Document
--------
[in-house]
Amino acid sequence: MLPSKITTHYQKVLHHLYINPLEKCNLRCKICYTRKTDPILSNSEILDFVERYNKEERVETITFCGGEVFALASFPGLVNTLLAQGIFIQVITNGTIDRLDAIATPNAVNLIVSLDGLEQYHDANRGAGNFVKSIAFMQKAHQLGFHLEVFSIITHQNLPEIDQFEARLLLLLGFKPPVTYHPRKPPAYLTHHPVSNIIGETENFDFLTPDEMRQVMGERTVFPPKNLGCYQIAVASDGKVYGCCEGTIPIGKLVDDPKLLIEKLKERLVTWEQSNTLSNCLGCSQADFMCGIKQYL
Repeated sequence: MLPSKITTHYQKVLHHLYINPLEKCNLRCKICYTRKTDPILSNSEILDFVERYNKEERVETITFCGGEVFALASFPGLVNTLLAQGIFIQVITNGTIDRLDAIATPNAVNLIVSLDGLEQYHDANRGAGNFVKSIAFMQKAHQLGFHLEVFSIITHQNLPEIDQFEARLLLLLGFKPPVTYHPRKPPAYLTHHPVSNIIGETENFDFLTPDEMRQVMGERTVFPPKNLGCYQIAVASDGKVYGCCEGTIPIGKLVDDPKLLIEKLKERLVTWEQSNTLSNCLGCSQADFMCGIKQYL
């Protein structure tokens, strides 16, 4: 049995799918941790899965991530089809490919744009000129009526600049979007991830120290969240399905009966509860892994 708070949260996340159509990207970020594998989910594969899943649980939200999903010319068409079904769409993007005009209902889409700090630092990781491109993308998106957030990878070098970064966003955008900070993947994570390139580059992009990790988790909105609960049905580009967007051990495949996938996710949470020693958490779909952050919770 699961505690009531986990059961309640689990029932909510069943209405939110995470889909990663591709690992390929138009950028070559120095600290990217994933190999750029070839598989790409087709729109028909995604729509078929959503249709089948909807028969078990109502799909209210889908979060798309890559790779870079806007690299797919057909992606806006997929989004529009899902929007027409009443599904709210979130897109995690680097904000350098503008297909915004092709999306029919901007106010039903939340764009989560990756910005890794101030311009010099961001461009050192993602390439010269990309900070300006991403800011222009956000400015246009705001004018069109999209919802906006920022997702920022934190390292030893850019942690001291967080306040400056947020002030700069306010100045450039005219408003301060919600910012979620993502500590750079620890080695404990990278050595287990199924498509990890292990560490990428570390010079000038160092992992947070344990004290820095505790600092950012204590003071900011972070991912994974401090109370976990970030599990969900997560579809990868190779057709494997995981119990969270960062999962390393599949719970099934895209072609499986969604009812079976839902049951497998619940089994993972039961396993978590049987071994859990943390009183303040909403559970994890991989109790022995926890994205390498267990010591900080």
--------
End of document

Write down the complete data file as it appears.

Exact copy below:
[in-house]
Amino acid sequence: MLPSKITTHYQKVLHHLYINPLEKCNLRCKICYTRKTDPILSNSEILDFVERYNKEERVETITFCGGEVFALASFPGLVNTLLAQGIFIQVITNGTIDRLDAIATPNAVNLIVSLDGLEQYHDANRGAGNFVKSIAFMQKAHQLGFHLEVFSIITHQNLPEIDQFEARLLLLLGFKPPVTYHPRKPPAYLTHHPVSNIIGETENFDFLTPDEMRQVMGERTVFPPKNLGCYQIAVASDGKVYGCCEGTIPIGKLVDDPKLLIEKLKERLVTWEQSNTLSNCLGCSQADFMCGIKQYL
Repeated sequence: MLPSKITTHYQKVLHHLYINPLEKCNLRCKICYTRKTDPILSNSEILDFVERYNKEERVETITFCGGEVFALASFPGLVNTLLAQGIFIQVITNGTIDRLDAIATPNAVNLIVSLDGLEQYHDANRGAGNFVKSIAFMQKAHQLGFHLEVFSIITHQNLPEIDQFEARLLLLLGFKPPVTYHPRKPPAYLTHHPVSNIIGETENFDFLTPDEMRQVMGERTVFPPKNLGCYQIAVASDGKVYGCCEGTIPIGKLVDDPKLLIEKLKERLVTWEQSNTLSNCLGCSQADFMCGIKQYL
């Protein structure tokens, strides 16, 4: 049995799918941790899965991530089809490919744009000129009526600049979007991830120290969240399905009966509860892994 708070949260996340159509990207970020594998989910594969899943649980939200999903010319068409079904769409993007005009209902889409700090630092990781491109993308998106957030990878070098970064966003955008900070993947994570390139580059992009990790988790909105609960049905580009967007051990495949996938996710949470020693958490779909952050919770 699961505690009531986990059961309640689990029932909510069943209405939110995470889909990663591709690992390929138009950028070559120095600290990217994933190999750029070839598989790409087709729109028909995604729509078929959503249709089948909807028969078990109502799909209210889908979060798309890559790779870079806007690299797919057909992606806006997929989004529009899902929007027409009443599904709210979130897109995690680097904000350098503008297909915004092709999306029919901007106010039903939340764009989560990756910005890794101030311009010099961001461009050192993602390439010269990309900070300006991403800011222009956000400015246009705001004018069109999209919802906006920022997702920022934190390292030893850019942690001291967080306040400056947020002030700069306010100045450039005219408003301060919600910012979620993502500590750079620890080695404990990278050595287990199924498509990890292990560490990428570390010079000038160092992992947070344990004290820095505790600092950012204590003071900011972070991912994974401090109370976990970030599990969900997560579809990868190779057709494997995981119990969270960062999962390393599949719970099934895209072609499986969604009812079976839902049951497998619940089994993972039961396993978590049987071994859990943390009183303040909403559970994890991989109790022995926890994205390498267990010591900080």